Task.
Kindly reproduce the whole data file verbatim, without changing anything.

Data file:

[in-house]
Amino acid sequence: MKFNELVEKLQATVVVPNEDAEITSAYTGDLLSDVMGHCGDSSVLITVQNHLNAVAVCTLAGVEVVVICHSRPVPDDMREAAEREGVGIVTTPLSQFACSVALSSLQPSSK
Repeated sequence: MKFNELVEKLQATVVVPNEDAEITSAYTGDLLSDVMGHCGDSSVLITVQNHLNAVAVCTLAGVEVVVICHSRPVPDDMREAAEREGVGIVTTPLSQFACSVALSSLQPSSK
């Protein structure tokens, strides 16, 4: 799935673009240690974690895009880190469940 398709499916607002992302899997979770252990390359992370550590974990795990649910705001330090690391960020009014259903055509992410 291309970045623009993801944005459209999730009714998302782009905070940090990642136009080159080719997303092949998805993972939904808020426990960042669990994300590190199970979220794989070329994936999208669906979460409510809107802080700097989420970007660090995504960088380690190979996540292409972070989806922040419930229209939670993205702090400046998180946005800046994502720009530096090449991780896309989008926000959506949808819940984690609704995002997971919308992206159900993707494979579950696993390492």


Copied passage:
[in-house]
Amino acid sequence: MKFNELVEKLQATVVVPNEDAEITSAYTGDLLSDVMGHCGDSSVLITVQNHLNAVAVCTLAGVEVVVICHSRPVPDDMREAAEREGVGIVTTPLSQFACSVALSSLQPSSK
Repeated sequence: MKFNELVEKLQATVVVPNEDAEITSAYTGDLLSDVMGHCGDSSVLITVQNHLNAVAVCTLAGVEVVVICHSRPVPDDMREAAEREGVGIVTTPLSQFACSVALSSLQPSSK
């Protein structure tokens, strides 16, 4: 799935673009240690974690895009880190469940 398709499916607002992302899997979770252990390359992370550590974990795990649910705001330090690391960020009014259903055509992410 291309970045623009993801944005459209999730009714998302782009905070940090990642136009080159080719997303092949998805993972939904808020426990960042669990994300590190199970979220794989070329994936999208669906979460409510809107802080700097989420970007660090995504960088380690190979996540292409972070989806922040419930229209939670993205702090400046998180946005800046994502720009530096090449991780896309989008926000959506949808819940984690609704995002997971919308992206159900993707494979579950696993390492």